Despite better than expected earnings growth some high profile misses knocked the market for a loss.

Market Statistics

Earnings growth for Q2 is an astounding 8.3% based on nearly half of the S&P-500 that has already reported. However, some high profile earnings misses and guidance warnings are pressuring the indexes as we head into the summer doldrums. There may be some cracks forming in the bull market's foundation.

Visa and Amazon were the major problems on Friday. Dow component Visa (V) lost -$8 and knocked around 60 points off the Dow. Amazon, 13% of the Nasdaq 100, lost nearly 45 points at the open to help push the NDX lower by nearly 40 points at the open.

Visa's guidance was a wet blanket after they said they saw no signs of an economic recovery. That was a slap in the face to investors wanting to be long this market. Analysts may be imagining green shoots everywhere but Visa said it is not happening. Of course Visa's guidance may have been prejudiced by the very weak consumer spending. Retail sales are shrinking and high gasoline prices have kept consumers out of the malls. However, Visa also said cross border transactions were very weak. That means travelers are not spending money either. Visa's comments really weighed on the market.

Friday had only one economic report and it was neutral. The June Durable Goods orders rose +0.7% compared to a decline of -1.0% in May. After a +0.9% gain in April that gives us only a +0.2% average for the second quarter. That is not good and it will impact the Q2 GDP.

Orders for capital goods rose +1.9% but a weak rebound from the -5.3% decline in May. They are now down -10.4% for the year. Backorders rose one tenth to 0.8 and shipments were barely positive at 0.1. New orders did improve from -1.0 to +0.7.

There may be green shoots in the durable goods orders but they are growing in barren ground given the overall picture.

Next week is going to be very busy economically. This is payroll week, GDP, ISM Manufacturing and a Fed meeting all in one. The potential for volatility is very high and all the major reports are lumped into the last three days of the week.

The ADP Employment on Wednesday is expected to show employment fell from 281,000 new jobs to only 200,000 for July. The Nonfarm Payrolls on Friday are expected to show a decline from 288,000 to 247,000 new jobs. Both numbers are still in the Goldilocks zone but nobody wants to see new jobs decline.

The first look at the GDP for Q2 on Wednesday is expected to show growth of +2.5% compared to a -2.93% decline in Q1. The Q2 number is also going to be very volatile. Numerous companies have blamed weak earnings on weather in Q2 so there is the potential for a weaker than expected number. Weak retail spending and a slowing housing market could also have pushed it lower.

The first of the three estimates for GDP is normally the highest. As late data for the quarter becomes available the second revision which we will get next month is normally lower. The third report in September can go either way.

The ISM Manufacturing Index on Friday is expected to show a minor increase from the 55.3 in June so any decline there will be a surprise.

The FOMC meeting is not expected to be a market mover but anything is always possible. The data has been mild enough they are not likely to change course on the QE taper. Only three months remain with Yellen saying it will likely end in October. There is no press conference after this meeting so the announcement at 2:PM Wednesday is the only hurdle.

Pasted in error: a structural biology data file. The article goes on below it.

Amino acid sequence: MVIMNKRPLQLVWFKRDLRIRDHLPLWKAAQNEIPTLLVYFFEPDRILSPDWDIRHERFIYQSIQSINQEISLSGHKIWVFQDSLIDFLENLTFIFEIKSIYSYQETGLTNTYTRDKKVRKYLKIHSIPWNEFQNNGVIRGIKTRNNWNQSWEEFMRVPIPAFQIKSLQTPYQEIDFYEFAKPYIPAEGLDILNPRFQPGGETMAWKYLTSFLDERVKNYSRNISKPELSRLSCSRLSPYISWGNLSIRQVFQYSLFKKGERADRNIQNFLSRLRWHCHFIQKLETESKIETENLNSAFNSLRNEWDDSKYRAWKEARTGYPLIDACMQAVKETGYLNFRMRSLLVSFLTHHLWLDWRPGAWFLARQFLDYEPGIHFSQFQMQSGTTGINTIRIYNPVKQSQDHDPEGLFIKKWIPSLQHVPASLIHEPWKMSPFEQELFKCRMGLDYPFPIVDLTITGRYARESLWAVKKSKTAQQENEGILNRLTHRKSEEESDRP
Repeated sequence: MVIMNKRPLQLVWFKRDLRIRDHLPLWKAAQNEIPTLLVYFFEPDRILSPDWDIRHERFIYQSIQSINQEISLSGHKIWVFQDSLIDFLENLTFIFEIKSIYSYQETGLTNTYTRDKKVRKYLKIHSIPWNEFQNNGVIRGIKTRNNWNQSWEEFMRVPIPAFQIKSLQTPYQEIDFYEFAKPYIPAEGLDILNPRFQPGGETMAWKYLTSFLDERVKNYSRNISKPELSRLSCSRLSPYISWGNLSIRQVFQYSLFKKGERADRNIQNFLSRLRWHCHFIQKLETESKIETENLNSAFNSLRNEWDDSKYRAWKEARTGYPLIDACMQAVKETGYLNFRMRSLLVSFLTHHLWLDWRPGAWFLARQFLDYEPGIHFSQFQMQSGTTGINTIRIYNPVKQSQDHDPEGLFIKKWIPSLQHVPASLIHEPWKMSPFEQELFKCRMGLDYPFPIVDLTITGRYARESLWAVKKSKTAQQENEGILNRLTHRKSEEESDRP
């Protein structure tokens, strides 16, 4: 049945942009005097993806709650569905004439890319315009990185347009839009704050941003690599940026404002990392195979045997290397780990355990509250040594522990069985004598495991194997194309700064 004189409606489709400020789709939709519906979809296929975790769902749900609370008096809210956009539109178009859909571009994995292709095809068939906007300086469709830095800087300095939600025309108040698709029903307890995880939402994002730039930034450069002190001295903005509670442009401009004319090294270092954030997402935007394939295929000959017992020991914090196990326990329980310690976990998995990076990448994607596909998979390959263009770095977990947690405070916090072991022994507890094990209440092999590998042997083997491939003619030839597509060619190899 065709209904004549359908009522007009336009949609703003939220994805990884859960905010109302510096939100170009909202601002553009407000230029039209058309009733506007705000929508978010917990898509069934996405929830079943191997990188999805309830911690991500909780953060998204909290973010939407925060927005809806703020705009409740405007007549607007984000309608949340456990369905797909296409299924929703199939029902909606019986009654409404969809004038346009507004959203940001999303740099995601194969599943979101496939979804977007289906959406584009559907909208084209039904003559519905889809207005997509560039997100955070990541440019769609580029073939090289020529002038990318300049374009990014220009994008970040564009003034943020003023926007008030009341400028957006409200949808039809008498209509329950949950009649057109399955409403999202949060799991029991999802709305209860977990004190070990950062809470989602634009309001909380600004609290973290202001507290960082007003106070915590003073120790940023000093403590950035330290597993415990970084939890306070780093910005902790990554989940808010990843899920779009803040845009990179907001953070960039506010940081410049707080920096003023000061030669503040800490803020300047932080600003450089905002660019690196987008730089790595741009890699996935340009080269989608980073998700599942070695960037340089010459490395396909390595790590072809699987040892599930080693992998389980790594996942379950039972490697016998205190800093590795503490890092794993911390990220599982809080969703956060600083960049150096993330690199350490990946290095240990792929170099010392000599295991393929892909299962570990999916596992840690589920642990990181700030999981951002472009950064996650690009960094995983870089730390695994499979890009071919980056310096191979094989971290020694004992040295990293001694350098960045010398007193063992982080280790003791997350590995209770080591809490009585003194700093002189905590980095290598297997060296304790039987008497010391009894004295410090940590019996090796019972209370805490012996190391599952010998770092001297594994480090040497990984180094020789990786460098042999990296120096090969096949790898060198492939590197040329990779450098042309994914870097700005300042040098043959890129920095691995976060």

Earnings were driving the market all week and Friday was no different. The semiconductor sector was hard hit. On Friday Silicon Labs (SLAB) reported earnings of 58 cents that beat estimates of 46 cents. Revenue rose +10% to $154.9 million beating estimates of $149 million. However, great earnings still needs great guidance to avoid declines in the market. For the current quarter the company sees revenue in the range of $155 million, under the $156.8 million analysts expected. For earnings they forecast 45-51 cents and that was well below the 54 cent consensus. John Vinh of Pacific Crest Securities said they were buyers on the dip and they thought the company was trying to under promise on their guidance. Shares fell -14% on that weak guidance.

The Semiconductor Index ($SOX) is down -5.3% since Intel reported earnings two weeks ago. The selloff has been brutal and there was no specific reason. There were some earnings misses but most of the reports have been positive.

Texas Instruments (TXN) reported earnings that rose +3.5% to 62 cents compared to estimates for 59 cents. Revenue rose +8% to $3.29 billion and ahead of $3.28 billion estimates. Guidance for Q3 was 71 cents and $3.45 billion and analysts were expecting 68 cents. TXN shares dropped nearly $3 after the news with the biggest decline on Friday.

Arctic Cat (ACAT) did not enjoy the same boost in sales as experienced by Polaris (PII). The company said earnings declined -35% to 35 cents but that still beat estimates of 31 cents. Revenue rose +19% to $143.6 million compared to estimates of $131.8 million. It would appear they had a good quarter despite the decline in profits but the stock was sold with a 6% decline. Arctic Cat was probably too close to the blowout Polaris earnings and investors were hoping for a repeat.